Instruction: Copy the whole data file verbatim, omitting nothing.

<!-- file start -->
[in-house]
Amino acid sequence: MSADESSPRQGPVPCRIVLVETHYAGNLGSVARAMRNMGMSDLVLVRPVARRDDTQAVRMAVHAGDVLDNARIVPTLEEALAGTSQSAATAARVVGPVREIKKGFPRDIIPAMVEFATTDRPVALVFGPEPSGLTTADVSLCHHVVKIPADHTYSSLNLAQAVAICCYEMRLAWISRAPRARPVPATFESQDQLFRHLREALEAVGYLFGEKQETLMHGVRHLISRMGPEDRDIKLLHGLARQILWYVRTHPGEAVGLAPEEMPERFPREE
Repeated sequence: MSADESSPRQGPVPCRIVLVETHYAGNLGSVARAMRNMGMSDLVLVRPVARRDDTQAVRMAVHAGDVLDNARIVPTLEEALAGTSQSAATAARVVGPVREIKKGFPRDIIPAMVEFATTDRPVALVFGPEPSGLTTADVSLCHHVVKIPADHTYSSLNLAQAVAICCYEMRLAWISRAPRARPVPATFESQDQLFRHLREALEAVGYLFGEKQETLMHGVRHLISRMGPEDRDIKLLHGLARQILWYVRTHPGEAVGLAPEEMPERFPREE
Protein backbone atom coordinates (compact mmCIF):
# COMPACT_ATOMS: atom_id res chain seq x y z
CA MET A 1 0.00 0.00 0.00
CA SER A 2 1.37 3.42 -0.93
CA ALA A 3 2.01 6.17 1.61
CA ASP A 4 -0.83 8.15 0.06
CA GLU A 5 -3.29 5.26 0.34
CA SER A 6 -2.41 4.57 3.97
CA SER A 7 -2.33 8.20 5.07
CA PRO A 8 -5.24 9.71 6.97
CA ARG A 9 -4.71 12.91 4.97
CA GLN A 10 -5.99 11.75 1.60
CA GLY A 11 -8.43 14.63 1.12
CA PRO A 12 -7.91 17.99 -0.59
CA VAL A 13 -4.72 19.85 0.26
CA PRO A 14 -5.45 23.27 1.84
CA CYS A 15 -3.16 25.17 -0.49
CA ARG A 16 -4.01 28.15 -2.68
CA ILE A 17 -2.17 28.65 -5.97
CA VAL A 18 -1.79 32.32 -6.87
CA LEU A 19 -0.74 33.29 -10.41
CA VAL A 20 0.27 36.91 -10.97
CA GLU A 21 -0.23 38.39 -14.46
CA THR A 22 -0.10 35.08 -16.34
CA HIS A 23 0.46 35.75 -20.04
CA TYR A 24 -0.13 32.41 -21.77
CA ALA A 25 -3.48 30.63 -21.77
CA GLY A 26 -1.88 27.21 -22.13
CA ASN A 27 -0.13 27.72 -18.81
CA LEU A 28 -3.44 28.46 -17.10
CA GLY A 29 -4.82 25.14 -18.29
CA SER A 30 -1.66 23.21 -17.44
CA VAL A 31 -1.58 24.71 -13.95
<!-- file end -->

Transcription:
[in-house]
Amino acid sequence: MSADESSPRQGPVPCRIVLVETHYAGNLGSVARAMRNMGMSDLVLVRPVARRDDTQAVRMAVHAGDVLDNARIVPTLEEALAGTSQSAATAARVVGPVREIKKGFPRDIIPAMVEFATTDRPVALVFGPEPSGLTTADVSLCHHVVKIPADHTYSSLNLAQAVAICCYEMRLAWISRAPRARPVPATFESQDQLFRHLREALEAVGYLFGEKQETLMHGVRHLISRMGPEDRDIKLLHGLARQILWYVRTHPGEAVGLAPEEMPERFPREE
Repeated sequence: MSADESSPRQGPVPCRIVLVETHYAGNLGSVARAMRNMGMSDLVLVRPVARRDDTQAVRMAVHAGDVLDNARIVPTLEEALAGTSQSAATAARVVGPVREIKKGFPRDIIPAMVEFATTDRPVALVFGPEPSGLTTADVSLCHHVVKIPADHTYSSLNLAQAVAICCYEMRLAWISRAPRARPVPATFESQDQLFRHLREALEAVGYLFGEKQETLMHGVRHLISRMGPEDRDIKLLHGLARQILWYVRTHPGEAVGLAPEEMPERFPREE
Protein backbone atom coordinates (compact mmCIF):
# COMPACT_ATOMS: atom_id res chain seq x y z
CA MET A 1 0.00 0.00 0.00
CA SER A 2 1.37 3.42 -0.93
CA ALA A 3 2.01 6.17 1.61
CA ASP A 4 -0.83 8.15 0.06
CA GLU A 5 -3.29 5.26 0.34
CA SER A 6 -2.41 4.57 3.97
CA SER A 7 -2.33 8.20 5.07
CA PRO A 8 -5.24 9.71 6.97
CA ARG A 9 -4.71 12.91 4.97
CA GLN A 10 -5.99 11.75 1.60
CA GLY A 11 -8.43 14.63 1.12
CA PRO A 12 -7.91 17.99 -0.59
CA VAL A 13 -4.72 19.85 0.26
CA PRO A 14 -5.45 23.27 1.84
CA CYS A 15 -3.16 25.17 -0.49
CA ARG A 16 -4.01 28.15 -2.68
CA ILE A 17 -2.17 28.65 -5.97
CA VAL A 18 -1.79 32.32 -6.87
CA LEU A 19 -0.74 33.29 -10.41
CA VAL A 20 0.27 36.91 -10.97
CA GLU A 21 -0.23 38.39 -14.46
CA THR A 22 -0.10 35.08 -16.34
CA HIS A 23 0.46 35.75 -20.04
CA TYR A 24 -0.13 32.41 -21.77
CA ALA A 25 -3.48 30.63 -21.77
CA GLY A 26 -1.88 27.21 -22.13
CA ASN A 27 -0.13 27.72 -18.81
CA LEU A 28 -3.44 28.46 -17.10
CA GLY A 29 -4.82 25.14 -18.29
CA SER A 30 -1.66 23.21 -17.44
CA VAL A 31 -1.58 24.71 -13.95